The Festival or Feast of Dedication, also known as Hanukkah or Chanukah, is not mentioned in the Old Testament. It is a Jewish holiday that originated after the time period covered by the Old Testament. The events associated with Hanukkah occurred during the intertestamental period, between the Old and New Testaments.
Hanukkah commemorates the rededication of the Second Temple in Jerusalem after it was desecrated by the Seleucid king Antiochus IV Epiphanes in the 2nd century BCE. The story is documented in the books of 1 and 2 Maccabees, which are part of the Apocrypha, a collection of Jewish writings from that period.
According to the historical accounts, a group of Jewish rebels known as the Maccabees fought against the Seleucid Empire and eventually reclaimed the Temple. They cleansed and rededicated it, which led to the celebration of the Feast of Dedication.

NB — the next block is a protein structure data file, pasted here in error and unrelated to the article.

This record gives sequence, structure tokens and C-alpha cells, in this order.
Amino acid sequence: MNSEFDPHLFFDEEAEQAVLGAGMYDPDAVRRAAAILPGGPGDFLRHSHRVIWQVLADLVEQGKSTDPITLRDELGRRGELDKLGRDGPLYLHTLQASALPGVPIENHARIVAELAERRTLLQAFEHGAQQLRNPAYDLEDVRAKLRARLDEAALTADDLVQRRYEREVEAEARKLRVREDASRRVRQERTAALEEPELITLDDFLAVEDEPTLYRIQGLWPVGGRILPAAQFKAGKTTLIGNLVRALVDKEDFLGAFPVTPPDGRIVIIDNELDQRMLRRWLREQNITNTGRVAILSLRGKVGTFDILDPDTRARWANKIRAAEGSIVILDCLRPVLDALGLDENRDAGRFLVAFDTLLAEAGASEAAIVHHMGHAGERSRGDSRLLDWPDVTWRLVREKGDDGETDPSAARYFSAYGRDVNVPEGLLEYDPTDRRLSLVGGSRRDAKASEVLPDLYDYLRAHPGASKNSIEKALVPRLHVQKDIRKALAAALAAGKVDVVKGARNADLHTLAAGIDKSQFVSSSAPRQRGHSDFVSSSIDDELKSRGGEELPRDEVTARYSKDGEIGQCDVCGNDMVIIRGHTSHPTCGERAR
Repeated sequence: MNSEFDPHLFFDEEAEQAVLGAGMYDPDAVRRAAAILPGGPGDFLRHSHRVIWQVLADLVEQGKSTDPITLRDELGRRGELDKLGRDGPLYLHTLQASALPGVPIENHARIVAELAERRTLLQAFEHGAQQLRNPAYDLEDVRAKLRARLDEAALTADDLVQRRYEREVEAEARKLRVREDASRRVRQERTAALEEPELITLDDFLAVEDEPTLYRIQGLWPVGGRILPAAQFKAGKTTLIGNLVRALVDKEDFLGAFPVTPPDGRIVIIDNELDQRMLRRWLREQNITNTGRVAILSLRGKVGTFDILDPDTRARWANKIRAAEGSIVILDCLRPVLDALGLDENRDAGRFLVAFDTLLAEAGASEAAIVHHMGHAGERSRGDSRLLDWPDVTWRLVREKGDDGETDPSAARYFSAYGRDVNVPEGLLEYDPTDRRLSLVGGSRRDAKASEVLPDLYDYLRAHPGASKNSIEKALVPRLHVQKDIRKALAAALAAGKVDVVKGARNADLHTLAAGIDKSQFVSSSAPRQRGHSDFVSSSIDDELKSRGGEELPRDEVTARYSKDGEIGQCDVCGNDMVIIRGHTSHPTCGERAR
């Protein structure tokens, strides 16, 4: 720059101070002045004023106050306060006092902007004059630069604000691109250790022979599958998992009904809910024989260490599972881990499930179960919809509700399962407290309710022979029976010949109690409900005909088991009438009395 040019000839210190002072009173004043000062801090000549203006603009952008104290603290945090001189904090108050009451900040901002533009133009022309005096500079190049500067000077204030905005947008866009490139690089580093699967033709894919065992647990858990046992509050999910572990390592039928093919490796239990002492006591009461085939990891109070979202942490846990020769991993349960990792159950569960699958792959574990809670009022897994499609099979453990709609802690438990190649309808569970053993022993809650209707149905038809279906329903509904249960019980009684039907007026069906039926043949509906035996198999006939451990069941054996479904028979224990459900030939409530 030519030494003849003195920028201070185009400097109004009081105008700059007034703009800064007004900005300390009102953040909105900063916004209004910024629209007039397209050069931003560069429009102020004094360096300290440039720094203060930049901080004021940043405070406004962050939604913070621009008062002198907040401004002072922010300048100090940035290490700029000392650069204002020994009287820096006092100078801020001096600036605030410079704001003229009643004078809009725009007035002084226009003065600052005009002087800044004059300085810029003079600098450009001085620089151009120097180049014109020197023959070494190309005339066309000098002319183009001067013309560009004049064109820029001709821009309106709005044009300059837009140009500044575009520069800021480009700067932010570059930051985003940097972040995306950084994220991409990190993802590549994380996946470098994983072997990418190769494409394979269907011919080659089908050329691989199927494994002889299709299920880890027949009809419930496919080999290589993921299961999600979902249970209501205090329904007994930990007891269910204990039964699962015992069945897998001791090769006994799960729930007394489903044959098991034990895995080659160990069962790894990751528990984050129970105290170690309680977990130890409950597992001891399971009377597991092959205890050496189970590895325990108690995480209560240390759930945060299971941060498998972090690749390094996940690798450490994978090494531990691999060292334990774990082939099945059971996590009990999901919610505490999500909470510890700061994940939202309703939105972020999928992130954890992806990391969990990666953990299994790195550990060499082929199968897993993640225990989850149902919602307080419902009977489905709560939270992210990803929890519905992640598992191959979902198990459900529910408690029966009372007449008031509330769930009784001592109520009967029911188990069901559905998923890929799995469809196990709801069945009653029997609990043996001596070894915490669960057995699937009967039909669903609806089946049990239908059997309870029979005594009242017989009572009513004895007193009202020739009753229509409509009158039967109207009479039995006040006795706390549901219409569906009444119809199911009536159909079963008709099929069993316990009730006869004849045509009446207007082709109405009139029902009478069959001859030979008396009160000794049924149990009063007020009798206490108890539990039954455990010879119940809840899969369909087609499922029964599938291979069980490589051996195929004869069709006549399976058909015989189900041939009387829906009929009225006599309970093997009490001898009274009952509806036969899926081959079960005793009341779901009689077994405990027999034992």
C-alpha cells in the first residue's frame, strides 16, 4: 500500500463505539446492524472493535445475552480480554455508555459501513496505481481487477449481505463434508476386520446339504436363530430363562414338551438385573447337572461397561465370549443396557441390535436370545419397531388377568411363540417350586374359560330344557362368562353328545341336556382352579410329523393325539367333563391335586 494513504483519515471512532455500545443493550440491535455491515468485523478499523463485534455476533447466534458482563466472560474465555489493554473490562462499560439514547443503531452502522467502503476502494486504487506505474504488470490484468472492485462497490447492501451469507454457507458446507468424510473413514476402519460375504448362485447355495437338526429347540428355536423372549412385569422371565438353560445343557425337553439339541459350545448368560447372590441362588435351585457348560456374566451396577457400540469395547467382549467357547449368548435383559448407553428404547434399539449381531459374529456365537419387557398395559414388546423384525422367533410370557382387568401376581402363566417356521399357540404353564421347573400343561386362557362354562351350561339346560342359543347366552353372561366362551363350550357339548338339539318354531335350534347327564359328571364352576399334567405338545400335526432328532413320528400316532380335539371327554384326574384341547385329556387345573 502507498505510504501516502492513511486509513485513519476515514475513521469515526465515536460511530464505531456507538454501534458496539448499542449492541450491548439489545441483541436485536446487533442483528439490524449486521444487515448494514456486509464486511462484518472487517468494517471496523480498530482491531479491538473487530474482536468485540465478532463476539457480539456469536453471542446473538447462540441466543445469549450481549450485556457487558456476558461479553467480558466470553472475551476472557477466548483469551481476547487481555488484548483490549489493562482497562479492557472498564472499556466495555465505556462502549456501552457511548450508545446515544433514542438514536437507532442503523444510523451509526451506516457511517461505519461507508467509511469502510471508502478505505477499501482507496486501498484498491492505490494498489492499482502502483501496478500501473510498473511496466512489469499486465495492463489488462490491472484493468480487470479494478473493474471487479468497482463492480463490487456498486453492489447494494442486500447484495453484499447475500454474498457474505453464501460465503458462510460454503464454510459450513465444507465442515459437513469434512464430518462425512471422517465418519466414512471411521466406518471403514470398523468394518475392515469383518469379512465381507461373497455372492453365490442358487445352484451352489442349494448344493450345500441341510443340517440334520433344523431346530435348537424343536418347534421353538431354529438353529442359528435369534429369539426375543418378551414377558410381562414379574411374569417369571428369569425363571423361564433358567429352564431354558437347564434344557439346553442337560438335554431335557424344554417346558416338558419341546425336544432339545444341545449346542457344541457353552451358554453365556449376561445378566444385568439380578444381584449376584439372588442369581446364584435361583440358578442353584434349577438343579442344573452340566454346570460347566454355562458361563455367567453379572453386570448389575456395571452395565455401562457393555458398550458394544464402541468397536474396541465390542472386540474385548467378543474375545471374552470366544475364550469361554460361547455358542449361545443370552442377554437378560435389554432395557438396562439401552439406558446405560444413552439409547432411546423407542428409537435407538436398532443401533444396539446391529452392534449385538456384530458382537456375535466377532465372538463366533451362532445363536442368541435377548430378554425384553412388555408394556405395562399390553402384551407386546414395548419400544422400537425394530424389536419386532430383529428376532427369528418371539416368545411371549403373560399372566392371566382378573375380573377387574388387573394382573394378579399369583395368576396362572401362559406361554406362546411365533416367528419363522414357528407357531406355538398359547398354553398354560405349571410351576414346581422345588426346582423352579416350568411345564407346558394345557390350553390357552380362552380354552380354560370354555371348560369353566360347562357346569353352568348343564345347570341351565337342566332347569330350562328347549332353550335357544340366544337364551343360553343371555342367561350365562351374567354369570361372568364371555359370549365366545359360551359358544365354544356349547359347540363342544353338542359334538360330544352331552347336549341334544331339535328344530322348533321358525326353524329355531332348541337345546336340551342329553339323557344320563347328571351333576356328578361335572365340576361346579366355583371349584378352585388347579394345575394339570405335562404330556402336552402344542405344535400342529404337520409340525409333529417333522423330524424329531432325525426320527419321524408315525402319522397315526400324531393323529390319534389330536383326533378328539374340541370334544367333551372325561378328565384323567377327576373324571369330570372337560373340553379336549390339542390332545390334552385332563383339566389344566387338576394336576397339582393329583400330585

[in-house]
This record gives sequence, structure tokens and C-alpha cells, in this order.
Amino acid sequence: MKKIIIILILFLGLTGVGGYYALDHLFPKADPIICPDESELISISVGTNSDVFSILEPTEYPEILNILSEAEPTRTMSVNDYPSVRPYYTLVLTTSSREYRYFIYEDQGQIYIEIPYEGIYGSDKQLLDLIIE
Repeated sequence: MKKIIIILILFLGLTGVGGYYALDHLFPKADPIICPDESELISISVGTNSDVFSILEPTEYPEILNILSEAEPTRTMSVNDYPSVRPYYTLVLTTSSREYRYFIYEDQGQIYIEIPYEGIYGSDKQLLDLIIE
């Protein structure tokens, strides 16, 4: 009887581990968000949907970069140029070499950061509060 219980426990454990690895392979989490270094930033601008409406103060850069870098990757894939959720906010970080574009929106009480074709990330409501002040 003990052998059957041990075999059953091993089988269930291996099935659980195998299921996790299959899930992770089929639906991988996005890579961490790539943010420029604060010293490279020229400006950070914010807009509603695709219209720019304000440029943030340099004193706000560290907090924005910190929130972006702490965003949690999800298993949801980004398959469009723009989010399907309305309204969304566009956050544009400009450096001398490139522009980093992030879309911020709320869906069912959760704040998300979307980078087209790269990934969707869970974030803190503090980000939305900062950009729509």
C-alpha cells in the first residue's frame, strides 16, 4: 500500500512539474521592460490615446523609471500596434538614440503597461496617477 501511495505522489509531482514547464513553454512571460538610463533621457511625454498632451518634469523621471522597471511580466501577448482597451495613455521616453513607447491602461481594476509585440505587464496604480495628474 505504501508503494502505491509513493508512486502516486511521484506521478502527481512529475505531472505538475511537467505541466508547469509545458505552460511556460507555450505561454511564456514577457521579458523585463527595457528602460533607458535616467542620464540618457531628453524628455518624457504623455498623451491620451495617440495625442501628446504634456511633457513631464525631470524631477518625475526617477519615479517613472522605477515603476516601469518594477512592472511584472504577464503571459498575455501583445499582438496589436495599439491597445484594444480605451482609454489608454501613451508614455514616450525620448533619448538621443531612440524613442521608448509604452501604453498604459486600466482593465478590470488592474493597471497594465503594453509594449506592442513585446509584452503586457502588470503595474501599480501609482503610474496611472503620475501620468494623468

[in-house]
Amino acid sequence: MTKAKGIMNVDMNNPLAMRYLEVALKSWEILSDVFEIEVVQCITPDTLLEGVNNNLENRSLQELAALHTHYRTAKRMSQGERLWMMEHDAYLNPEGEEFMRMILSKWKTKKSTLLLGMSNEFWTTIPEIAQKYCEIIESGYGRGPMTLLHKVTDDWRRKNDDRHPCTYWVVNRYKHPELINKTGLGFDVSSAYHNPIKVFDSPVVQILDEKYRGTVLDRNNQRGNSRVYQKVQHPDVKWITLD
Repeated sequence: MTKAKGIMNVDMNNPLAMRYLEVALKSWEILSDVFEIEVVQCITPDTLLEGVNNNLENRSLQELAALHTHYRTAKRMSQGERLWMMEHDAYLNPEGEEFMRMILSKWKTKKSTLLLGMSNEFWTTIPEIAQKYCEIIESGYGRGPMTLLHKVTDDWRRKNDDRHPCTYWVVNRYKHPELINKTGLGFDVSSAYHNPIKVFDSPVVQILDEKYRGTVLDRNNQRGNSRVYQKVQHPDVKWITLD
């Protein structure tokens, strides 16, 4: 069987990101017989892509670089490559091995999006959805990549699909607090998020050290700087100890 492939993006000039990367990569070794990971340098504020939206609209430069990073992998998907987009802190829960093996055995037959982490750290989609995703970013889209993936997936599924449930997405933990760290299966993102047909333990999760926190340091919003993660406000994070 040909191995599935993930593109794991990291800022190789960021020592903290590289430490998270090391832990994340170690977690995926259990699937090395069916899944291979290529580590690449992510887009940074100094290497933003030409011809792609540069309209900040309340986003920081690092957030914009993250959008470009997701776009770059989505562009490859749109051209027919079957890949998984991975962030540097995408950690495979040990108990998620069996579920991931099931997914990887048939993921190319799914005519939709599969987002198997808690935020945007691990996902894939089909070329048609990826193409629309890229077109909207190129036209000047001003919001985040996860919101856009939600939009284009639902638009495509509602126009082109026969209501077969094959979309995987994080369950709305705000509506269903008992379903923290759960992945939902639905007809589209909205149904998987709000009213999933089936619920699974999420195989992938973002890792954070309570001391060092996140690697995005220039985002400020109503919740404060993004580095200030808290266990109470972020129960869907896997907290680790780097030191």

During Hanukkah, which typically falls in late November or December, Jewish people light candles on a special nine-branched candelabrum called a menorah. They light one candle on the first night and an additional candle each subsequent night, until all the candles are lit. The festival lasts for eight days, and it is a time of joyous celebration, gift-giving, and the consumption of foods cooked in oil, such as latkes (potato pancakes) and sufganiyot (jelly-filled doughnuts).
While the Feast of Dedication is not explicitly mentioned in the Old Testament, it has become an important holiday in the Jewish calendar, symbolizing the triumph of light over darkness and the preservation of Jewish faith and identity.